In an era when knee-jerk political polarization poisons discussion of everything from the economy to epidemiology, it’s therapeutic to engage in a completely harmless form of partisanship. I’m talkin’ about Chevrolet vs. Ford. The iconic American brands have been slugging it out for more than a century and despite producing vehicles that are very similar on paper, have amassed loyal and often doggedly opposed fanbases.
Both brands, no surprise, are hugely popular among car collectors. But which has the upper hand? To answer that question or, at the very least, provide fodder for each side to cherry pick in a future comments flame war, we dug into Hagerty data.
Since statistics is far from immune to biased interpretation, and this reporter is about as objective as a Tammany Hall operator—my father owned three Camaros and a Corvette between the time I turned five and when I got my driver’s license—I asked Hagerty senior information analyst James Hewitt to run the numbers.
Hewitt focused on the most visible front in the Chevy/Ford battle—Camaro vs. Mustang. Which, he wondered, was worth more? He averaged out the values for all examples of each car in the Hagerty Price Guide.
Advantage, Chevy. I'd have been happy to stop here, only Hewitt pointed out that the averages can be highly influenced by a few particularly valuable models (think: 1969 ZL1). So, he calculated median values:
Well, darn. Things don't look any better for the Camaro when we look at their popularity relative to the Mustang among collectors, as represented by their shares in Hagerty's insurance books. Now, you'd expect the Mustang to be more popular, given the fact that they generally have sold better through the decades, but the disparity is stunning—there are nearly two collectible Mustangs for every collectible Camaro.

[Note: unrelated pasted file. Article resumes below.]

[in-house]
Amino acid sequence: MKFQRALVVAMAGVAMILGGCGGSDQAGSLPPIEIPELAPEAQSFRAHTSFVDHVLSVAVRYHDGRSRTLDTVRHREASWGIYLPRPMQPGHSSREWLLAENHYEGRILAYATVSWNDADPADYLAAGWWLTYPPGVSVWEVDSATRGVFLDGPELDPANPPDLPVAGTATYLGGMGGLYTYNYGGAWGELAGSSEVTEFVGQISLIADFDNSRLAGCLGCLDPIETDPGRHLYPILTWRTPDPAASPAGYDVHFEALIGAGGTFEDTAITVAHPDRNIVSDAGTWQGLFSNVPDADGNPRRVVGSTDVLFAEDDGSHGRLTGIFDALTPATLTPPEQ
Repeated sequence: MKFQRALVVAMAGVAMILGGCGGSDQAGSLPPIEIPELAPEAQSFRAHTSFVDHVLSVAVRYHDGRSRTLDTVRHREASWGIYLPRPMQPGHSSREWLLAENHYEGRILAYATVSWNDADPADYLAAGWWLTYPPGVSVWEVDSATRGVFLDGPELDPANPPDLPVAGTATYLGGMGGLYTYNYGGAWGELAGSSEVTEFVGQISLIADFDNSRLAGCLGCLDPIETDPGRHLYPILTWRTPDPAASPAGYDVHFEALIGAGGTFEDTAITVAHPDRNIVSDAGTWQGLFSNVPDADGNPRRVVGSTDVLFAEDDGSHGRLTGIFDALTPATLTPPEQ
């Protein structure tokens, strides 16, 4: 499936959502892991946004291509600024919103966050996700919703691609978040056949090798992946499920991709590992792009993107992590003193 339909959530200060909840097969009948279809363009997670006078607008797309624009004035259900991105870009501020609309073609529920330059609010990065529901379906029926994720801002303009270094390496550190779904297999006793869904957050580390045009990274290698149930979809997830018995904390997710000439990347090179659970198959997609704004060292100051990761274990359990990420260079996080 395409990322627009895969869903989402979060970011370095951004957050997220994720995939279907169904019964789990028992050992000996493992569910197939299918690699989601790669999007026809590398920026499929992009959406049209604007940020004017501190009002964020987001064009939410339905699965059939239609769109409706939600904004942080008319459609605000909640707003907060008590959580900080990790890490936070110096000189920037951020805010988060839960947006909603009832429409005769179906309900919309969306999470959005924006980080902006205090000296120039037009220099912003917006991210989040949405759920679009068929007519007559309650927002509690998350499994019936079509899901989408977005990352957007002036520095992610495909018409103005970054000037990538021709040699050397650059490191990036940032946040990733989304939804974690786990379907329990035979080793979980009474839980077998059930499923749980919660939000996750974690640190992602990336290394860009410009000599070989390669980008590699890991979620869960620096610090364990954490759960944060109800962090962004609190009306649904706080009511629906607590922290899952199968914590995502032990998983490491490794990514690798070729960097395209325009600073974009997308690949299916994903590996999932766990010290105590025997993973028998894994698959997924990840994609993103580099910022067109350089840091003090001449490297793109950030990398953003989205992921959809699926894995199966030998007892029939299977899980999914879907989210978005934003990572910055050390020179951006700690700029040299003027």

That's despite the fact that the people collecting Camaros are, from an age demographics standpoint, identical to their Mustang-owning peers.
It's at this juncture that the Camaro, statistically overmatched, tags in its big brother, the Corvette. And by big brother, we mean that almost literally—Corvette collectors are, on average, five years older.
Although the Corvette is a lower production vehicle than either the Mustang or Camaro, a greater share of them have achieved collectible status. That helps make them more valuable than either pony car.
It also makes them very popular. In fact, digging through Hagerty's insurance data, we see Corvettes are the most popular collector car in the all but a handful of states. On the electoral map, the Mustang barely fares better than Walter Mondale.
Ah, but if we've learned anything in recent decades, it's that the state-by-state count can be deceiving. Just as the "bluest" and "reddest" states are actually "purple," so too do we find upon closer inspection that the margin of victory for the Corvette is razor thin. In reality, most states are a near even mix of both.
Which helps explains how there are slightly more collectible Mustangs than Corvettes, per Hagerty data.
What did we learn, exactly? Chiefly, that Mustangs are wildly popular and are gaining ground on both the Camaro and Corvette. Of course, the very fact that there is a Camaro and a Corvette is a boon for Chevrolet, and helps explain why the brand is more popular overall among collectors, per Hagerty data.